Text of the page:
Author Who Asked 'What's Wrong with Kansas?' Shows What's Wrong with Democrats

For those of us who tended to identify with the Democratic Party before being driven away by its capitulation to the post-national, multi-cultural, Martha's Vineyard left, Thomas Frank's latest book, Listen Liberal, is a passionate and even entertaining jeremiad about the party's failure. Published early this year, it is even more relevant after last month's jaw-dropping election.
Topics: Politics

How Sen. Sessions Helped Close an Absurd Loophole in Border Enforcement

I don't know anything about the accuracy of claims that in the 1980s Jeff Sessions, then a U.S. attorney in Alabama, "demonstrated gross racial insensitivity". But I can report on the time in 2005 when Sessions' rapid response to a newspaper story demonstrated that he was one of a handful of U.S. senators who were determined to correct flaws in the federal government's enforcement of immigration laws.

The story, which appeared in the San Diego Union Tribune, described an absurd situation that was playing out in the Rio Grande Valley. Here is the top of the story, which was published under the headline "Loophole to America: Migrants exploiting border law for non-Mexicans". It had a McAllen, Texas, dateline. It also had my byline:

Open Letter to the NY Times on Its Epic Failure in the Presidential Election

Dear New York Times:

I am writing in response to the epic failure of your coverage of the presidential election. I should make it clear at the outset that I am no Trump apologist. I voted, reluctantly, for Hillary Clinton. I write as a former immigration reporter whose respect for the Times has long been diminished by the ideological bias that pervades much of your immigration coverage and commentary.

Mexico's Castaneda: Take a Hard Line Against Trump

Former Mexican Foreign Minister Jorge Castaneda, a likely candidate for the Mexican presidency in 2018, is calling on his country's government to take a hard line against potential large-scale deportations of Mexicans in the administration of U.S. President-Elect Donald Trump.

"I think Mexico should draw its line," Castaneda writes in a column for El Financiero that is also published on his website. In blunt language he outlines a plan for Mexico to paralyze deportations by declaring that it will accept deportees only if the United States presents documents to prove that they are Mexicans.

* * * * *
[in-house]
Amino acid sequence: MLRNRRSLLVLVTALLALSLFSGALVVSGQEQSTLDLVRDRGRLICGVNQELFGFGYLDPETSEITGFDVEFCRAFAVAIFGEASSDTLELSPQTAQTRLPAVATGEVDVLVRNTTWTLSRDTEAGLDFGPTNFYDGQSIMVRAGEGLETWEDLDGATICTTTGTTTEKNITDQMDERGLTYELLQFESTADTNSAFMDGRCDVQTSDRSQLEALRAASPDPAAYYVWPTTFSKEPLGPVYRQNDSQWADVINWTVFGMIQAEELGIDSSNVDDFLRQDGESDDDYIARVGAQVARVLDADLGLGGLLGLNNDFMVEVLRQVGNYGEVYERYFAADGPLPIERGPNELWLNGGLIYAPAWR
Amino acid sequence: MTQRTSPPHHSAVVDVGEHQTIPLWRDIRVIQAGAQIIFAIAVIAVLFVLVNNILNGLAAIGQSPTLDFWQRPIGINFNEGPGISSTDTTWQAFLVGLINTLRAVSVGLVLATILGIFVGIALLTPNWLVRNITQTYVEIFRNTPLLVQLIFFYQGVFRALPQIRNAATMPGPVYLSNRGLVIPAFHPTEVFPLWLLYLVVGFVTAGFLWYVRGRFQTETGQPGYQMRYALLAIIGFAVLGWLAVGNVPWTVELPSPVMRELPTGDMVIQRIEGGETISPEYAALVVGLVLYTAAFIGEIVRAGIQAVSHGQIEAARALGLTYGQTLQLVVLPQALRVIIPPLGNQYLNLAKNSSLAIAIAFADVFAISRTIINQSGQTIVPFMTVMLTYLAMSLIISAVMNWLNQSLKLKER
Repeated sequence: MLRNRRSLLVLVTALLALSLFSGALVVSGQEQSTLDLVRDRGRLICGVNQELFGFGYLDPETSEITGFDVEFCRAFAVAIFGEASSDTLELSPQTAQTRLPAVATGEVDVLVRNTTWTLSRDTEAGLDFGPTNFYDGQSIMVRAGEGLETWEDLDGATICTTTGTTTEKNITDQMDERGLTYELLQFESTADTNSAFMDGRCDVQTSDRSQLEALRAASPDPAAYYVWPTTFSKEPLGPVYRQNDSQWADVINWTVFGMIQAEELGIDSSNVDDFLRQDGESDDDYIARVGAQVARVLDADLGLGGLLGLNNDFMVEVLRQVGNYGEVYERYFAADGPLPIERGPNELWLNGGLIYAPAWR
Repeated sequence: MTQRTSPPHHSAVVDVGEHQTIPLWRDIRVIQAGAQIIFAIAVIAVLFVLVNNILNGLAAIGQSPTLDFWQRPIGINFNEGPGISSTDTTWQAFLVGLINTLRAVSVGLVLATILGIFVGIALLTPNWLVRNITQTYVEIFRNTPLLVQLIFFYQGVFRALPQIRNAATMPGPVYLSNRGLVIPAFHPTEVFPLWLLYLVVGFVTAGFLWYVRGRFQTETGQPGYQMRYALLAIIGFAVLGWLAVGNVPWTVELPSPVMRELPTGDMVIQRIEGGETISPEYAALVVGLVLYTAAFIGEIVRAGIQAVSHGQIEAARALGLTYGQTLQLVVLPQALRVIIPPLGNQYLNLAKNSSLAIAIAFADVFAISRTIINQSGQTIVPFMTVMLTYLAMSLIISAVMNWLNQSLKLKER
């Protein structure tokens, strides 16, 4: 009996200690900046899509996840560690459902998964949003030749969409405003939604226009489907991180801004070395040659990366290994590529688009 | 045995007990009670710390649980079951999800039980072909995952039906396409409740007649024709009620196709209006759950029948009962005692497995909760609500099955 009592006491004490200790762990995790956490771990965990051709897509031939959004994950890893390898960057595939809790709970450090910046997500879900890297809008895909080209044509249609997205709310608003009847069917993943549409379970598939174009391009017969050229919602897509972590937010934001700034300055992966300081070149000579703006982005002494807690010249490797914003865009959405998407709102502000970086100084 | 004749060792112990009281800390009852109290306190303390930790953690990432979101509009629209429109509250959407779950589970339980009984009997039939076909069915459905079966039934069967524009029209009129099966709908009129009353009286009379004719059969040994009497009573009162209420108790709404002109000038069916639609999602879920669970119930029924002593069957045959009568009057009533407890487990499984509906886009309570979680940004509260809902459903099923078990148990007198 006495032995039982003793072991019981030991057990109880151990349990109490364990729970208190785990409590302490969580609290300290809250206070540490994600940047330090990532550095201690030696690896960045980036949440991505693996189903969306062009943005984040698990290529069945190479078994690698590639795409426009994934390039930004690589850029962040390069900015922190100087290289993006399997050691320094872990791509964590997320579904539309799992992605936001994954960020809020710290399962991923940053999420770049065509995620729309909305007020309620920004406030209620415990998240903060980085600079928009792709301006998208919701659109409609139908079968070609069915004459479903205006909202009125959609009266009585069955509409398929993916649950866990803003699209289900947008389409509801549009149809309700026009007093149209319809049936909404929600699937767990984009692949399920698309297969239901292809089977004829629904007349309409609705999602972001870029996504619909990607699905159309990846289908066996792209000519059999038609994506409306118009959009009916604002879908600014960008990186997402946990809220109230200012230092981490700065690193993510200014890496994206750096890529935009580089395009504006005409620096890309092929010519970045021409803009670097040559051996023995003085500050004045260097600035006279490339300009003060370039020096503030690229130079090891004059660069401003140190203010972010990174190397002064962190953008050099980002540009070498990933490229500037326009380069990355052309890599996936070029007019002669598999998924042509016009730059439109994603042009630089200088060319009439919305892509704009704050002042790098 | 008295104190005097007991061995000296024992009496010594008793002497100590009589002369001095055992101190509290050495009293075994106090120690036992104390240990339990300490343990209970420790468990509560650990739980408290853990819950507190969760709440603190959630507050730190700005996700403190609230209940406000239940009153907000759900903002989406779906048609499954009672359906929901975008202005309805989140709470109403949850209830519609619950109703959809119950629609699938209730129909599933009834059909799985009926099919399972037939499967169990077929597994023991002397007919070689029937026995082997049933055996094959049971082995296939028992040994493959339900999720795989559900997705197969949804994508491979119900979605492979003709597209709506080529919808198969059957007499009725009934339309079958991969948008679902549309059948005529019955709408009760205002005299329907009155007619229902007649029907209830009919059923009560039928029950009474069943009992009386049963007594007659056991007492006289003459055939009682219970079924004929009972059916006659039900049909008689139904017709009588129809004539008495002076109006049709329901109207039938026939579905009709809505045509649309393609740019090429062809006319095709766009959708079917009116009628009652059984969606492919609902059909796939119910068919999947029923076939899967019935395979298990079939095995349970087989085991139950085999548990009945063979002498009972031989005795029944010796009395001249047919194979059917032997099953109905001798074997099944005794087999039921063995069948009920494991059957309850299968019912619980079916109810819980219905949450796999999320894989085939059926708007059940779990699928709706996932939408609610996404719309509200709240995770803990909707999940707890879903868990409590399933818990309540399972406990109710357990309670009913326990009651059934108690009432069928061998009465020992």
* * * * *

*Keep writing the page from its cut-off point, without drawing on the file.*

In the Election Aftermath, Media Observations on the Need for a Civil Discussion of Immigration

I opposed Donald Trump's presidential candidacy, but welcomed his success in making immigration policy a centerpiece of the campaign despite efforts by leaders of both major parties to avoid it. It is good to see that this discussion has been an important theme in the aftermath of an election that may be remembered as the most stunning in American history. Here are some of the comments I have come across. Immigration is not explicitly mentioned in all of them, but I think it is part of the subtext.

Topics: Politics

Tweedledum and Tweedledee Assure Diane Rehm that Illegal Immigration Is Not a Problem for American Workers

The Diane Rehm Show, a public-affairs program carried by many public radio stations around the country, has a deserved reputation for sophistication and fair-mindedness in presenting competing points of view. But Wednesday's program, where Rehm and her guests discussed the roots of political alienation in the American working class, badly missed that mark.

Instead of an informed and lively discussion of an issue that is reverberating across the electoral landscape, the program gave a forum to an immigration-policy version of Tweedledum and Tweedledee. They were conservative economist Douglas Holtz-Eakin of the American Action Forum and liberal columnist David Leonhardt of the New York Times.

IRCA's 30th Anniversary: Looking Back at October 10, 1986

Thirty years ago, on October 9, 1986, the House of Representatives passed a major immigration reform bill, putting it on course to be signed a month later by President Reagan. Today this blog begins an occasional series to take a look back at the passage of the Immigration Reform and Control Act of 1986 and the political circumstances from which it emerged. Here is the top of the Washington Post's report on October 10, 1986: